To me, the supremacists are the equivalent of a school yard bully. You don't validate heinous actions by taking the bait and stooping low; you let them put on their harmless show, rise above it all, and show how strong you are in your own way. In my opinion, a counter-protest after the "Unite the Right" protest (perhaps tomorrow or even next weekend) would have been the most powerful action of them all. A truly peaceful protest in direst contrast to a failed violence-inciting one would have brought out the best in people and really united the country. Instead, the side with good intentions made a bad decision and missed a great opportunity to set themselves apart from the crazies (white supremacists). (Side note: this will be an interesting case study about the general "do all humans seek chaos/violence/destruction?" question in a few years.)

-----

On a related topic, it's worth noting that the alt-right was protesting the statue of Robert E. Lee being taken down. Now, I know it's not a popular opinion nowadays (especially in the north east), but I think Robert E. Lee deserves a statue and more. (For those non-Civil War buffs, Robert E. Lee was the commander of the Confederate Army who was originally asked by Lincoln to lead the North.) PLEASE NOTE I am NOT a Confederate sympathizer; I am quite the opposite, actually. I have many family members that have been exposed to the aforementioned Southern propaganda about the Civil War, and it is a very real problem in our education system. However, I believe that Lee is an American hero. I'm not going to break down his decision-making when he chose to side with the Confederates, because I could write a paper on that. (Essentially, he chose to lead the South because his family was there, not because of states' rights or the right to own slaves or any of that. He wrote to his sister, "With all my devotion to the union and the feelings of loyalty and duty of an American citizen, I have not been able to make up my mind to raise my hand against my relatives, my children, my home.”) However, Lee chose to surrender at Appottomax, where he was cornered, when Jefferson Davis (the President of the Confederacy, a truly not great human) wanted to run, resort to guerilla warfare, and extend the war as long as possible. However Lee saw that that South was going to inevitably lose the War, and he decided to surrender and save as many lives as possible.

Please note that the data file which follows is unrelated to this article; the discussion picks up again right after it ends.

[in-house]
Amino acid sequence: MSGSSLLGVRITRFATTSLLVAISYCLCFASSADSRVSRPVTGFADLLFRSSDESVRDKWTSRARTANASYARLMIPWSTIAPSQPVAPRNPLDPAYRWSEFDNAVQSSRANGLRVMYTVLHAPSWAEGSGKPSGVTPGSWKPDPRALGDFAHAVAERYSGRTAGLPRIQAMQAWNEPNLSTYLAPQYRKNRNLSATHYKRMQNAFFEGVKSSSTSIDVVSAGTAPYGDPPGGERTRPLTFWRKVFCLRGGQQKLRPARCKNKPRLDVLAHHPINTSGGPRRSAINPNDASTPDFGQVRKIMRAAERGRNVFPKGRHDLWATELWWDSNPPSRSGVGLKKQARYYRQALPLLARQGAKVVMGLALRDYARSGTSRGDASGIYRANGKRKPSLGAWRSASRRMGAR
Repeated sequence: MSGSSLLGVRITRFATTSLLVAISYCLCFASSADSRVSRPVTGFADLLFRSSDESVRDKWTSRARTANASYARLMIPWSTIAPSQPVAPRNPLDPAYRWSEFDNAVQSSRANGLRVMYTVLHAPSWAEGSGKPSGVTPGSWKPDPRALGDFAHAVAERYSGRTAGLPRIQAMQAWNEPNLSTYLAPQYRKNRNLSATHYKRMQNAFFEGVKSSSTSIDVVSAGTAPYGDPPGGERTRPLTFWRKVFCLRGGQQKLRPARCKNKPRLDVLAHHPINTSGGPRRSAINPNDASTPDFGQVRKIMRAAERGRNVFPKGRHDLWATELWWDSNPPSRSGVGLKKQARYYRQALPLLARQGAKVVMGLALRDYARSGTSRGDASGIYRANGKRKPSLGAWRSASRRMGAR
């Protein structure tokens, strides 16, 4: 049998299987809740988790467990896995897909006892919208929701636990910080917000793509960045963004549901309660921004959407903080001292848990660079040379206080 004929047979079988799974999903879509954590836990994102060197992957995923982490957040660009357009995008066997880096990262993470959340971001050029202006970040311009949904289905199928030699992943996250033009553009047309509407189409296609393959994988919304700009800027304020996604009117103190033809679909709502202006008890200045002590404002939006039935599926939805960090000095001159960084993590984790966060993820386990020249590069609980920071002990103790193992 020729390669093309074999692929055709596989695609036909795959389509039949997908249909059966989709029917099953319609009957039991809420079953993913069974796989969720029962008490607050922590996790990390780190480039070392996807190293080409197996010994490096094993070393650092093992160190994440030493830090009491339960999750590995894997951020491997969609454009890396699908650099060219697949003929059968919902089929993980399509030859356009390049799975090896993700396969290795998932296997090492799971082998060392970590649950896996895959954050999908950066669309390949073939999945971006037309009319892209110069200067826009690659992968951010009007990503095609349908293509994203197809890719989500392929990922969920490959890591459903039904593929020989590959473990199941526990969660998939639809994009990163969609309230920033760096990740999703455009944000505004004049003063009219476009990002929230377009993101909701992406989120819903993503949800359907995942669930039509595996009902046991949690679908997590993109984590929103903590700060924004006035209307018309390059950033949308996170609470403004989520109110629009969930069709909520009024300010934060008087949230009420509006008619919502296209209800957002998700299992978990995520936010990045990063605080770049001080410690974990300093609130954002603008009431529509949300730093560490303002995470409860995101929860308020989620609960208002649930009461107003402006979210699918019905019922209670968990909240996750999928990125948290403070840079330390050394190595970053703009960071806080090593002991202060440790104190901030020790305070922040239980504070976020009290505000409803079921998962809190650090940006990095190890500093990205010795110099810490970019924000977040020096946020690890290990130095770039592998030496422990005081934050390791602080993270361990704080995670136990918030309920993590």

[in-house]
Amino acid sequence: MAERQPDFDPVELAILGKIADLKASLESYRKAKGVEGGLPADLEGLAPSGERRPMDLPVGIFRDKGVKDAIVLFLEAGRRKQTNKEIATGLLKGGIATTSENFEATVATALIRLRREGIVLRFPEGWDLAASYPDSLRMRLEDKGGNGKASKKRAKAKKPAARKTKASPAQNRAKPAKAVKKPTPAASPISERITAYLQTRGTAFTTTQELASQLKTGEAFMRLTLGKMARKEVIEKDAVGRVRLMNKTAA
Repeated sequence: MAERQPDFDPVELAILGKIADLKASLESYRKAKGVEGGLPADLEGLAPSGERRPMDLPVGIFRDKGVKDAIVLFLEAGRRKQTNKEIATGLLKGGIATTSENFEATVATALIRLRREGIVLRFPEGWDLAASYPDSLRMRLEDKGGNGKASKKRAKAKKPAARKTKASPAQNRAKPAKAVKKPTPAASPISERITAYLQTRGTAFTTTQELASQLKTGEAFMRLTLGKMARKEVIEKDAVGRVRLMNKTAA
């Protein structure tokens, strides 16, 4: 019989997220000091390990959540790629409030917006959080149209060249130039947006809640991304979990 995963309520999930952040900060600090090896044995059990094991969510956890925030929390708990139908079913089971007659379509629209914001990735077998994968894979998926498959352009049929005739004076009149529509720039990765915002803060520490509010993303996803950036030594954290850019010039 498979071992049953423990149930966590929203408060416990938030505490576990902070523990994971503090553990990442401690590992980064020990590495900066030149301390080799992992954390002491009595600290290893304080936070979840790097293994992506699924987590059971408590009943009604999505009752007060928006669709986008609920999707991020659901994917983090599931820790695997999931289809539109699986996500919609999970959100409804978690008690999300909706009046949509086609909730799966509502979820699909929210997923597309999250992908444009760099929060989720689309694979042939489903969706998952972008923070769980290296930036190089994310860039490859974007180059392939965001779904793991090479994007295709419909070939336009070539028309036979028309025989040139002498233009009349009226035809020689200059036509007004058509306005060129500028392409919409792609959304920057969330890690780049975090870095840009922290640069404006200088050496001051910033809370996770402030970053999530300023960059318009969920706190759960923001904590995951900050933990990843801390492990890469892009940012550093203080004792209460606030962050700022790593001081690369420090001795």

On a personal level, Lee was against slavery (although there is debate about whether or not he found African-Americans inferior to caucasians- he probably did). He actually freed all of his slaves before the Civil War ended, in 1862. (Once again, there is debate about this. Lee inherited the slaves from his father in 1957, and the will instructed Lee to release the slaves in no less than 5 years. Indeed, Lee waited the full 5 years.) While this is not seen as admirable by some, it's worth noting that Ulysses S. Grant, the Union general, kept all of his slaves until the 13th Amendment forced him to free them. (The Emancipation Proclamation was a symbolic gesture meant to win over border states. It said that any slave in Confederate soil would be freed under the eventually-victorious United States.) Lee struggled mightily with slavery, as so many Founding Fathers and Civil War era leaders, Union or not, did. Even Lincoln thought it necessary that blacks should live separately from whites. In the end, Lee held a common, albeit not morally-upstanding, belief that slavery was wrong yet it was a necessary evil that would not go away in his lifetime. (Once again, even Lincoln was not a pure abolitionist. He campaigned on the idea of no further expansion of slavery, which was life-or-death to the South because they would lose seats in Congress as new, free states were added to the USA.) And yes, Lee was also probably of the belief that blacks were different from, if not inferior to, whites. But, in the end, Lee was an honorable man who saved millions of lives with his actions. We just vilify him because of what side he fought for.

There's also a story about a black man standing up in Lee's church post-Civil-War to receive Communion. According to the account, the entire congregation stayed seated, stunned in their seats, until one man, Robert E. Lee, stood up to receive Communion next to the black man. After that, the entire congregation supposedly followed his lead. This story has one origin, and its accuracy has been questioned. It has been denounced as pro-Lee propaganda. However, the original writer tried to put a racist spin on it, saying that Lee "was the first to stand up and proudly ignore the man" (I'm paraphrasing). I'm of the opinion that a writer would not make a situation like this up, as there would no doubt be many more sensationalistic ways to use Lee as a caricature of racism; I think that Lee stood up to tacitly approve of the man's presence, to signal to his fellow citizens that the war was over and that they should unite as one people behind the flag, not behind their limiting beliefs. To me, it is much more believable that the writer took this otherwise conciliatory gesture and tried to spin it to fit his own racist narrative than the opposite.